What's in a SMATV System?

(htemraz) #1

What’s in a SMATV System?

There are three main components to a SMATV system:


Reception antennae
Head End (the electronics used to create your integrated cable TV feed)
Cable distribution network (the Cable Plant).
Reception Antennae

We use top-quality commercial antennae to receive satellite and broadcast signals. Typically we will use one or more television antennae to receive local broadcast channels. A 30" satellite dish will also be installed for reception of satellite television signals. This is where the pay-tv channels will come from - those typically thought of as “cable channels.” Maximum consideration is given to aesthetic issues when mounting antennae and routing necessary cables.

The Head End


Satellite Receivers: Often called IRD’s, these are the devices used to tune in the satellite programming. The system requires a receiver for each pay-tv channel.
Demodulators: Broadcast signals are received using RF demodulators. Each demod receives one broadcast channel.
Processors: Some of the signals in the system will require special filtering for conversion to your cable TV system.
Modulators: Each channel’s signal is fed into an RF modulator which places it on a particular channel in your system. When we set up your system, you will be able to decide what programming goes on each channel number.
Signal Combiners: All of the individual channels are combined into a single integrated cable feed. The resulting output will be your multi-channel cable TV signal ready for distribution.
Amplifiers: At the output of the system, amplifiers are used to trim the signal to the appropriate level for distribution to your campus cable plant.
The Cable Plant

Distribution of the cable system is accomplished with a campus-wide cabling infrastrcture. Cabling is laid from the head end to all desired points on campus. Typically there will be a main line running into each building where the building wiring is connected to the system in a single location. The feed then continues on to the next building and so on.
If your campus already has a cabling network in place, installation of the SMATV system will be quite straightforward. If the cable company that installed your cable plant has a single service entry point to the campus, we simply disconnect their signal at that point and replace it with the feed from your head end. If there are multiple entry points, this process will be a bit more complex.
If the campus does not already have a cable plant then one will have to be built. This can be accomplished by installing the cabling through tunnels, conduits and other means to reach desired builgings. In some cases fiber optics and other existing infrastructure can be used to distribute the signal, but usually a well-planned cable network is the best approach. Often campuses will elect to install two cables together - one for the cable TV signal, and one to carry campus programming back to the head end for integration into the system. These return feeds can also be sent on fiber optics and phone lines in some cases.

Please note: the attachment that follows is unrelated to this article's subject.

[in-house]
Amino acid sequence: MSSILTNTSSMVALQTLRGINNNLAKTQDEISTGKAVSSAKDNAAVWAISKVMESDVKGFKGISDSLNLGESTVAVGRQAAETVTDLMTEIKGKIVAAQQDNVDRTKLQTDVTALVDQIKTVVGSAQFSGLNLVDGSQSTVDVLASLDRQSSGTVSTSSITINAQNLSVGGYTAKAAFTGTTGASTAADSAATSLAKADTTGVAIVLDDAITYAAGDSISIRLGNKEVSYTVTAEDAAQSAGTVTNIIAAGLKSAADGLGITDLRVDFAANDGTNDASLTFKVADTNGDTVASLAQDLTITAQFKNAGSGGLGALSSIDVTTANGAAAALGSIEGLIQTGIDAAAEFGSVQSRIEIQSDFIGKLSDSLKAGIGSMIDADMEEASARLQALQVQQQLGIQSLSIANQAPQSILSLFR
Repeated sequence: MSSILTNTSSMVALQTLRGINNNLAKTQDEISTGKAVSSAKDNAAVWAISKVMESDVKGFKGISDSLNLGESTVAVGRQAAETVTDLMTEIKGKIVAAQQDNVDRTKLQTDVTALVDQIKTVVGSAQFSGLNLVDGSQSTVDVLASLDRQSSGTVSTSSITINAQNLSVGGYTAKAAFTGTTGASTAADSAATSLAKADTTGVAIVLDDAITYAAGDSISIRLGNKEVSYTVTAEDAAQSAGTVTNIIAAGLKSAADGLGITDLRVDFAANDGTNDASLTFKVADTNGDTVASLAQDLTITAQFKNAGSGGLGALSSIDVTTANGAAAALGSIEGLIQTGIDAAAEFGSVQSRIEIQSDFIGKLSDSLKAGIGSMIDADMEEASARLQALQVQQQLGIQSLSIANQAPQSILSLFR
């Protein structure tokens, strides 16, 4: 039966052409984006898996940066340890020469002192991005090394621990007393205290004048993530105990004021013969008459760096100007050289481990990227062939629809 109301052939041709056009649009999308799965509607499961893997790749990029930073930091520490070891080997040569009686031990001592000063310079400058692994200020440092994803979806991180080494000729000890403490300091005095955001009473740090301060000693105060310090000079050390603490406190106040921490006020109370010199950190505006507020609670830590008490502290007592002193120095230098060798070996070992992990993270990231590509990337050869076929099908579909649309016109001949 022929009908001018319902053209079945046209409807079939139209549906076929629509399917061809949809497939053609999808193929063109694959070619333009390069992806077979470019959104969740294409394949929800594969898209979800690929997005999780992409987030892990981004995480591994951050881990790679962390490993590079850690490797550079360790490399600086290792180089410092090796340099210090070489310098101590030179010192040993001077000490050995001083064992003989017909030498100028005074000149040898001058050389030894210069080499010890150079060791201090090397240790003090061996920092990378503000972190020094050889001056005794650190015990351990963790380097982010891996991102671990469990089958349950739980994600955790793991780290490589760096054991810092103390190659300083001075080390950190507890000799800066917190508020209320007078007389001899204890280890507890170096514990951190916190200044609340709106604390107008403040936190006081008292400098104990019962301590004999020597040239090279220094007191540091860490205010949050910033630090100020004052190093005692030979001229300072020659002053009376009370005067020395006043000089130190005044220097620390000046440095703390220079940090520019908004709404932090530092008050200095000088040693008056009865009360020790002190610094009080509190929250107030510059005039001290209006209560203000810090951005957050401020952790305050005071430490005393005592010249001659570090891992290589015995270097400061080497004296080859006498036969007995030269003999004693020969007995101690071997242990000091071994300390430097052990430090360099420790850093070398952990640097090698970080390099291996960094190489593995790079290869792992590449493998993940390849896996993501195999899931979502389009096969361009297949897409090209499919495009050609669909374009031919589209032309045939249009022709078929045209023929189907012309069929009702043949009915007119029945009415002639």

We can help you implement any necessary cable plant additions or alterations to facilitate installation of a SMATV system. Whether you need a new building added on, or if you need a total campus cable installation, we can do it for you or help you get it done with your own installers or contractors.


Your head end and cable plant will require relatively little maintenance.
The head end needs to be re-balanced about once a year. (Your first year’s re-balancing is free!) The equipment is very self sufficient if the host room is kept clean and cool. The room temperature needs to stay at 70 defress F or less to maximize life span and reduce maintenance. (Remember that if the building’s air conditioning is turned off in the winter you will need to find an alternate winter cooling method for the head end room.) From time to time the satellite receivers need to be reset, but this is minimized in a cool environment. Expect to visit the head end once or twice a month for resetting and preventative maintenance.
Your cable plant is quite stable on its own. Most cable plant maintenance issues involve cables damaged by digging, and amplifiers occasionally need fuse replacement. Most ot the time spent on a cable plant involves adding infrastructure for new property construction or aquisition. This is more of a design and construction issue than it is maintenance, but in any case we can help you.
We’re available 24/7 for phone consultation, and if you don’t reach us we will return your call within a few hours. Return visits can be scheduled to handle infrastructure additions or changes, and any other needs. Emergency service is also available.

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